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  • Writer's pictureS-Med

Disordered Sleep Tied to a Marked Increase in Stroke Risk

Previous research shows severe OSA doubles the risk of stroke and increases the chance of recurrent stroke. A 2019 study showed people with insomnia had a small increased risk of stroke.

"Both snoring and extremes of sleep duration have been previously associated with an increased risk of stroke in observational research, but less is known about other symptoms of sleep impairment, with less consistent findings," McCarthy said.

Using information collected from a survey of sleep habits, researchers found an elevated stroke risk in those who received less than 5 hours of sleep per night (OR, 3.15; 95% CI, 2.09 - 4.76) or more than 9 hours of sleep per night (OR, 2.67; 95% CI, 1.89 - 3.78) compared with those who slept 7 hours a night.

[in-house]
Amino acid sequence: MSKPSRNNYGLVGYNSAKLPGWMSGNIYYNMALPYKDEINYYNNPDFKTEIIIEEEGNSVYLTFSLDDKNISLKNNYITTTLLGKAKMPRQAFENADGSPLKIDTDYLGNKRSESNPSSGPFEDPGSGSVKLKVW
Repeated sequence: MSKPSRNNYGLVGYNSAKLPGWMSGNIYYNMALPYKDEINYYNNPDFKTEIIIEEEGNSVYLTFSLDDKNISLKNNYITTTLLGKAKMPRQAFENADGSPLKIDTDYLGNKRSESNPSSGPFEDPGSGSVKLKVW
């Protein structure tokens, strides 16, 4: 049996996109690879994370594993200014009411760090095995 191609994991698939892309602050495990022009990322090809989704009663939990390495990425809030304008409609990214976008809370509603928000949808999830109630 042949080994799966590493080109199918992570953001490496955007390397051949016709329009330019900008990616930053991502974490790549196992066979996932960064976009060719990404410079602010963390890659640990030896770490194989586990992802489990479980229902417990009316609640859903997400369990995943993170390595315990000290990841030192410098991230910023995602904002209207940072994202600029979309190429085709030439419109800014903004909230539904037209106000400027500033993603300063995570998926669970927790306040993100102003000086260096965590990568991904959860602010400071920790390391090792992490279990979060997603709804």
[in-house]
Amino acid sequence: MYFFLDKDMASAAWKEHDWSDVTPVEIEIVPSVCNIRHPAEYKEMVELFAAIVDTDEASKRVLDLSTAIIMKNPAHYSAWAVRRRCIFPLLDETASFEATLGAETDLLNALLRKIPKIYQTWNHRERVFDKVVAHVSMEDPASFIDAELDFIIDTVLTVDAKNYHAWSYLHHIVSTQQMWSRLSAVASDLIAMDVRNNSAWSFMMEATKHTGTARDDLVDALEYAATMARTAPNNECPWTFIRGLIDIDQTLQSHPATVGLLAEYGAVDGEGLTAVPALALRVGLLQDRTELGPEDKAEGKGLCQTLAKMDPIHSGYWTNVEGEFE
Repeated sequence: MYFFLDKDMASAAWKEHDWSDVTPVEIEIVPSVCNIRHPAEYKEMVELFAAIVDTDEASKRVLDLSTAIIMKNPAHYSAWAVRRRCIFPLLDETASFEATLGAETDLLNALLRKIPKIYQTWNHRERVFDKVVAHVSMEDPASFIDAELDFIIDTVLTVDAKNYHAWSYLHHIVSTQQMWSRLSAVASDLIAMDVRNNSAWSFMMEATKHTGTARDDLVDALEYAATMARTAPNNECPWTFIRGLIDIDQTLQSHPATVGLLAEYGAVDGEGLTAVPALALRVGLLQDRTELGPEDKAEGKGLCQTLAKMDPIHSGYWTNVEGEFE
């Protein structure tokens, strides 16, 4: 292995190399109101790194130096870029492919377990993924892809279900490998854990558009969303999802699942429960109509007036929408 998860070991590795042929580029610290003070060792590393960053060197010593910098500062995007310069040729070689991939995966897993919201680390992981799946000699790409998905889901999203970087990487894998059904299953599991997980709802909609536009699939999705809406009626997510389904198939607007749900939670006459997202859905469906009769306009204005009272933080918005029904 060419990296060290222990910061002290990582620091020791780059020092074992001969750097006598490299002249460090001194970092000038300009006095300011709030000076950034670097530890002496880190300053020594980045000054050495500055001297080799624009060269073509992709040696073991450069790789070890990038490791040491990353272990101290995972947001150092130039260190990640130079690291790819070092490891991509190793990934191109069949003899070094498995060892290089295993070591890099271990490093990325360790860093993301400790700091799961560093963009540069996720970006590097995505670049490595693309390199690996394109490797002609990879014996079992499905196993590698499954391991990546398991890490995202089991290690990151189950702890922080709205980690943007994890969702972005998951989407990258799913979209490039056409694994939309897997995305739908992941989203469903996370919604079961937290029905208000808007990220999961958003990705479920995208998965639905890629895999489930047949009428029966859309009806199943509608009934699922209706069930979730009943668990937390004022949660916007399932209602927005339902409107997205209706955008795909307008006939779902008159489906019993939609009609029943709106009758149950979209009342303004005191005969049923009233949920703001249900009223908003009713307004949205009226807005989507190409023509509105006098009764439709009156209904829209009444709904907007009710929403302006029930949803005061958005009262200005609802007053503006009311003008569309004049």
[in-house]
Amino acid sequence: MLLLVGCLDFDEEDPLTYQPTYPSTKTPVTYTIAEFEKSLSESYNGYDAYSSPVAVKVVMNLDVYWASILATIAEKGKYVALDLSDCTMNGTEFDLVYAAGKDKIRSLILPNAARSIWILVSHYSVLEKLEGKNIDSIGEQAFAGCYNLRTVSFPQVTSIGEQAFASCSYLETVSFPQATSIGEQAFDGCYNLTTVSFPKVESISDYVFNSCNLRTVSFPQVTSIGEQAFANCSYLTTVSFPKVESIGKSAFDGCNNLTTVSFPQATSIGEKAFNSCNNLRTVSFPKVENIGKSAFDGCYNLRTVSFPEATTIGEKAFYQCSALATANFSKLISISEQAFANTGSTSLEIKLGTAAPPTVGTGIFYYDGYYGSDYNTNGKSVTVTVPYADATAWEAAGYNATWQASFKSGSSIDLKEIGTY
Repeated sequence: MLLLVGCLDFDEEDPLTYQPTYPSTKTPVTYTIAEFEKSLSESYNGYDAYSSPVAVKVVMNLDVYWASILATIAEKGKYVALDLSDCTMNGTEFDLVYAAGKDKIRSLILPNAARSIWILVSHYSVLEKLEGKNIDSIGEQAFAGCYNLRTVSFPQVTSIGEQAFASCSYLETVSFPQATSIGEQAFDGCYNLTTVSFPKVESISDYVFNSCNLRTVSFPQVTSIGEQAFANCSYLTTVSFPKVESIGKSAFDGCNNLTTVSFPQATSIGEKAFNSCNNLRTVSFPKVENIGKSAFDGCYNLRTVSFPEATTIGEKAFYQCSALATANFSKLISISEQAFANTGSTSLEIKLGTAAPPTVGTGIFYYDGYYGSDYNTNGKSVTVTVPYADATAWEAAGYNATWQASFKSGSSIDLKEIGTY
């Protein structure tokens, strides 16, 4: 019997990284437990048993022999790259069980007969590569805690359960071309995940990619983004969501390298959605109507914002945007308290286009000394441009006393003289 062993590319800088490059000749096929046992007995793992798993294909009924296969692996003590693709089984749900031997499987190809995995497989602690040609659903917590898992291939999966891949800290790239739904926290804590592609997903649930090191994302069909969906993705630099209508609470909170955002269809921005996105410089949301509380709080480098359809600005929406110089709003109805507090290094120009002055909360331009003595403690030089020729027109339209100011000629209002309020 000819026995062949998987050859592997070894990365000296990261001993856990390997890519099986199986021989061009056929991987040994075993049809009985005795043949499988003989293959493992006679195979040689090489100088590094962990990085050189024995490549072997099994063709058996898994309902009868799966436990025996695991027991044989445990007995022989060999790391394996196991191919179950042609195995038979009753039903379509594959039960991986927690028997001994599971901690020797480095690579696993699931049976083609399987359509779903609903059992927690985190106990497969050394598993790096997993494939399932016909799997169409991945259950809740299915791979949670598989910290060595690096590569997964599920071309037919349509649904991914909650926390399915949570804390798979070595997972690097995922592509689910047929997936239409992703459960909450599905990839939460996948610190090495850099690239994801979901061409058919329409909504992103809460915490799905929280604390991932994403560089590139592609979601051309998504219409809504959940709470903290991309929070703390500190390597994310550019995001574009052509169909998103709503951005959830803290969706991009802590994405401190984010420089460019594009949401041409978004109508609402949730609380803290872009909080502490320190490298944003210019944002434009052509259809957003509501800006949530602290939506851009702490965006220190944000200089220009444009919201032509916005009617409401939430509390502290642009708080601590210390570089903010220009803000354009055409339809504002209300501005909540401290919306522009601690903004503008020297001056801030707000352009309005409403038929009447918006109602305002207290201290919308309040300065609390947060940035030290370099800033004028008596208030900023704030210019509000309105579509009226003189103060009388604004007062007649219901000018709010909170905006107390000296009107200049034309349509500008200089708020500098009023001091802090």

Participants who took unplanned naps or naps lasting an hour or more (OR, 2.46; 95% CI, 1.69 - 3.57) and participants who reported poor quality sleep (OR,1.52; 95% CI, 1.32 - 1.75) also were at increased risk for stroke

Symptoms of OSA were also strongly associated with increased stroke risk, including snoring (OR, 1.91; 95% CI, 1.62 - 2.24), snorting (OR, 2.64; 95% CI, 2.17 - 3.20), and breathing cessation (OR, 2.87; 95% CI, 2.28 - 2.60).

Stroke risk increased as the number of sleep disturbance symptoms rose, with the greatest risk in the 11% of participants who had five or more symptoms (OR, 5.38; 95% CI, 4.03 - 7.18).

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